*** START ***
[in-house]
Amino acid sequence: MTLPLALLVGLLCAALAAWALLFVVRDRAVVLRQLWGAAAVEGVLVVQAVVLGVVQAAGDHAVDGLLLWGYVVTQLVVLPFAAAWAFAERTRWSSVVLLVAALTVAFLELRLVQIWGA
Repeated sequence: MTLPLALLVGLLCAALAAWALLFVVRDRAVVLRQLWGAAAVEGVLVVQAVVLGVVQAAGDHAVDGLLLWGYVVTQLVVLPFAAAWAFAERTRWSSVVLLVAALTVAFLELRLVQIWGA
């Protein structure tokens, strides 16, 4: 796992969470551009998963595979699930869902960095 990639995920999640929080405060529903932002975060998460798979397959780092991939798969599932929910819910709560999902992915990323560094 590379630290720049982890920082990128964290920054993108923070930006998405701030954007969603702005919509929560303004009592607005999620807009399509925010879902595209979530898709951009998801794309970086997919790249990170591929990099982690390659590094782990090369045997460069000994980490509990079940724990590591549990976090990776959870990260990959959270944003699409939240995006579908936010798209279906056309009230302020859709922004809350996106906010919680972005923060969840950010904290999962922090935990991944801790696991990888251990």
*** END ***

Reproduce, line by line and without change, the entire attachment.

[in-house]
Amino acid sequence: MTLPLALLVGLLCAALAAWALLFVVRDRAVVLRQLWGAAAVEGVLVVQAVVLGVVQAAGDHAVDGLLLWGYVVTQLVVLPFAAAWAFAERTRWSSVVLLVAALTVAFLELRLVQIWGA
Repeated sequence: MTLPLALLVGLLCAALAAWALLFVVRDRAVVLRQLWGAAAVEGVLVVQAVVLGVVQAAGDHAVDGLLLWGYVVTQLVVLPFAAAWAFAERTRWSSVVLLVAALTVAFLELRLVQIWGA
């Protein structure tokens, strides 16, 4: 796992969470551009998963595979699930869902960095 990639995920999640929080405060529903932002975060998460798979397959780092991939798969599932929910819910709560999902992915990323560094 590379630290720049982890920082990128964290920054993108923070930006998405701030954007969603702005919509929560303004009592607005999620807009399509925010879902595209979530898709951009998801794309970086997919790249990170591929990099982690390659590094782990090369045997460069000994980490509990079940724990590591549990976090990776959870990260990959959270944003699409939240995006579908936010798209279906056309009230302020859709922004809350996106906010919680972005923060969840950010904290999962922090935990991944801790696991990888251990």